Spring 2014

Spring 2014

ENGL 13186-01
University Literature Seminar
Chris Vanden Bossche
TR 9:30-10:45

Ways of Reading: An Introduction to the Study of Literature

This course examines the processes involved in reading literature. We will break these processes down into four elements, each of which we will study in one section of the course: 1) authors: questions about authors and literary creativity; 2) conventions: from figures of speech to genre; 3) worlds: the relation of literary texts to the worlds they represent; 4) readers: how readers find meaning in literary texts. We will discuss a variety of literary texts, and in each of the four sections we will focus in detail on one major literary work, including Ernest Hemingway, In Our Time, Chinua Achebe, Things Fall Apart, Athol Fugard “Master Harold”… and the boys, and Robert Browning, “My Last Duchess.”

Details about the organization of the course, specific readings, and assignments will be available at http://www.nd.edu/~cvandenb/13186.html

ENGL 13186-02
University Literature Seminar
Kate Marshall
TR 11:00-12:15

The Novel and the Posthuman

The figure of the “posthuman” in literary and philosophical discourse has undergone several transformations in recent decades. Students in this seminar will undertake a survey of theoretical texts that discuss the posthuman as a term that identifies contemporary consciousness and subjectivity, the cyborg body, and the world of objects and technologies with which we interact or are acted upon. Set against these theoretical texts will be a range of contemporary novels that ask similar questions through experiments with narrative and point of view. How can we understand the construction of the human through the strange narrators, sentient landscapes, or alien minds? Answers will be sought in novels ranging from contemporary literary fiction and realism (by Cormac McCarthy, Marilynne Robinson, and Teju Cole, for example), to science fiction and fantasy. Because this is a course devoted to the study of the novel, expect a heavy reading load and regular writing assignments.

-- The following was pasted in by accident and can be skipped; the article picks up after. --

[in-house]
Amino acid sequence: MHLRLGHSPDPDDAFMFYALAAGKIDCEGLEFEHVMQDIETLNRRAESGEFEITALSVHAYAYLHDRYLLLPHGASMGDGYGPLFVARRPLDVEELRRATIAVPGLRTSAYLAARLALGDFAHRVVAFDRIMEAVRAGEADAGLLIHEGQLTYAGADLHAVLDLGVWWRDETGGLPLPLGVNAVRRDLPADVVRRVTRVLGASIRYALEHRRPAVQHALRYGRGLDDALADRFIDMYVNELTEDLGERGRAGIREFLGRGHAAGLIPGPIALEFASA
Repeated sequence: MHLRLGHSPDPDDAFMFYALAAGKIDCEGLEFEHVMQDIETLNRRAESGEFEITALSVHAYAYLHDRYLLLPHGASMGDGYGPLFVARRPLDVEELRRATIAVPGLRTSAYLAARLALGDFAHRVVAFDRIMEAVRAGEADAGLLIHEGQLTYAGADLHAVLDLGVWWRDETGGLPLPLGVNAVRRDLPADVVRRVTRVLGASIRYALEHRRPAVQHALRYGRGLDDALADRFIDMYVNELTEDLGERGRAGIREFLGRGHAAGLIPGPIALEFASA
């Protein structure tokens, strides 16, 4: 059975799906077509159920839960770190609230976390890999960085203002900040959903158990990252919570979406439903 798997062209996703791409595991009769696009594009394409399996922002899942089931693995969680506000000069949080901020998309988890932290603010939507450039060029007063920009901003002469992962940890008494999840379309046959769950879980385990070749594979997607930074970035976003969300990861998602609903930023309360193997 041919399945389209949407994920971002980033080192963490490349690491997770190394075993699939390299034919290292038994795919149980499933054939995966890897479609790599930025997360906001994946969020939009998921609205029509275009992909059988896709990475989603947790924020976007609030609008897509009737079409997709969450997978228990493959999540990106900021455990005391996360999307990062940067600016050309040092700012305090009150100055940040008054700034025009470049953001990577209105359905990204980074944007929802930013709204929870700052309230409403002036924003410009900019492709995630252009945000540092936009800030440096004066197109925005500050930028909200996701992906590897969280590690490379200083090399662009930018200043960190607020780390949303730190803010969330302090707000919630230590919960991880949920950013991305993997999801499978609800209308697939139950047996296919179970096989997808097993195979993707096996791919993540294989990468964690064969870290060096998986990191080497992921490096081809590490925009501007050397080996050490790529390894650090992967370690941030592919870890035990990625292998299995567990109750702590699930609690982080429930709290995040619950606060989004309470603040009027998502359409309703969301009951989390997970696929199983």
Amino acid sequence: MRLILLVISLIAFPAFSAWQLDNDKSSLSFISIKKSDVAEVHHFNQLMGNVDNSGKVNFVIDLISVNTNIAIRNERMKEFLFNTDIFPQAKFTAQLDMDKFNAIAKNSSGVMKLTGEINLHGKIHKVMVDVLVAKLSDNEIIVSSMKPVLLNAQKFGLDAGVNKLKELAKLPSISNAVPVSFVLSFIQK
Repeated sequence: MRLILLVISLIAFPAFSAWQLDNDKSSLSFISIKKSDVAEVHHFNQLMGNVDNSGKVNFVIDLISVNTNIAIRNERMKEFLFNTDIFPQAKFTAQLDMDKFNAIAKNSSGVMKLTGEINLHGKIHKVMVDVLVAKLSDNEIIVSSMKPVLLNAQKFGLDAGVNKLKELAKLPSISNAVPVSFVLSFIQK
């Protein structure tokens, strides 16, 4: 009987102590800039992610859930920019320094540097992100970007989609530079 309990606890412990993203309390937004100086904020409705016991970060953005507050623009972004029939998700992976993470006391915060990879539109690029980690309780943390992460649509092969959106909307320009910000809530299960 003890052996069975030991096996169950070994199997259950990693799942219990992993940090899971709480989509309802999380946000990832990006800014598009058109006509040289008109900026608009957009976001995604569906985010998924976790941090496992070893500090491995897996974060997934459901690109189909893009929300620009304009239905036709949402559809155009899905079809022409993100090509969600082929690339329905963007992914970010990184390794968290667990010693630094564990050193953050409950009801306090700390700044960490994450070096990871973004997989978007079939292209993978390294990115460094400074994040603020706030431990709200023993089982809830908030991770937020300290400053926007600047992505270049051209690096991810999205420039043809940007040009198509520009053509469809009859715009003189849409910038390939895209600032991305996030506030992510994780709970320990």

ENGL 13186-03
University Literature Seminar
Greg Kucich
TR 11:00-12:15

On the Road:  Literature of the Quest

 The title of Jack Kerouac’s experimental Beat Era novel On the Road represents a modern variation on one of the most powerful trajectories in the great traditions of literary history.  Narratives of pilgrimage and quest permeate these traditions, expressing fundamental, abiding human aspirations toward transcendental ideals.  Yet this compelling quest motif also addresses the particular cultural and political priorities of specific societies and historical contexts.  This seminar will explore the many different cultural inflections of quest narratives and the ways in which they reveal profound tensions between the persisting human search for the ideal and the ever changing historical forces at work in specific social communities.  Our own journey of exploration will begin with Biblical and Classical sources, Homer in particular, followed by medieval quest romance.  We will then proceed to forms of ironic and radically modernized quest narratives in selected works from the eighteenth century to the present by Swift, Voltaire, Byron, MW Shelley, Tennyson, Kerouac, and the Monty Python troupe.   

ENGL 13186-04
University Literature Seminar
Laura Knoppers
TR 12:30-1:45

Frankenstein and Friends: The Monstrous in Literature and Film

This course will explore the cultural construction of monsters and the monstrous through the enduring figure and myth of Mary Shelley’s Creature, popularly known as Frankenstein.  We will begin by reading Shelley’s Frankenstein, or The Modern Prometheus (1818; 1831) alongside sources for her lonely and rebellious monster in Aeschylus, Prometheus Bound,  and John Milton, Paradise Lost (selections). We will then turn to Frankenstein’s Victorian analogues in Bram Stoker’s Dracula (1897) and Robert Louis Stevenson’s The Strange Case of Dr. Jekyll and Mr. Hyde (1886), as well as a later rewriting in Kirsten Bakis, Lives of the Monster Dogs (1997). We will also examine the Frankenstein monster on film, including clips from or screenings of James Whale’s Frankenstein (1931) and campy Bride of Frankenstein (1935), Mel Brooks’s satiric comedy Young Frankenstein (1974), the rewriting of Shelley (and Milton) in Ridley Scott’s dystopian thriller Blade Runner (1982; final cut, 1994), and Stuart Beattie’s gargoyle- and demon-filled action film, I, Frankenstein (2014).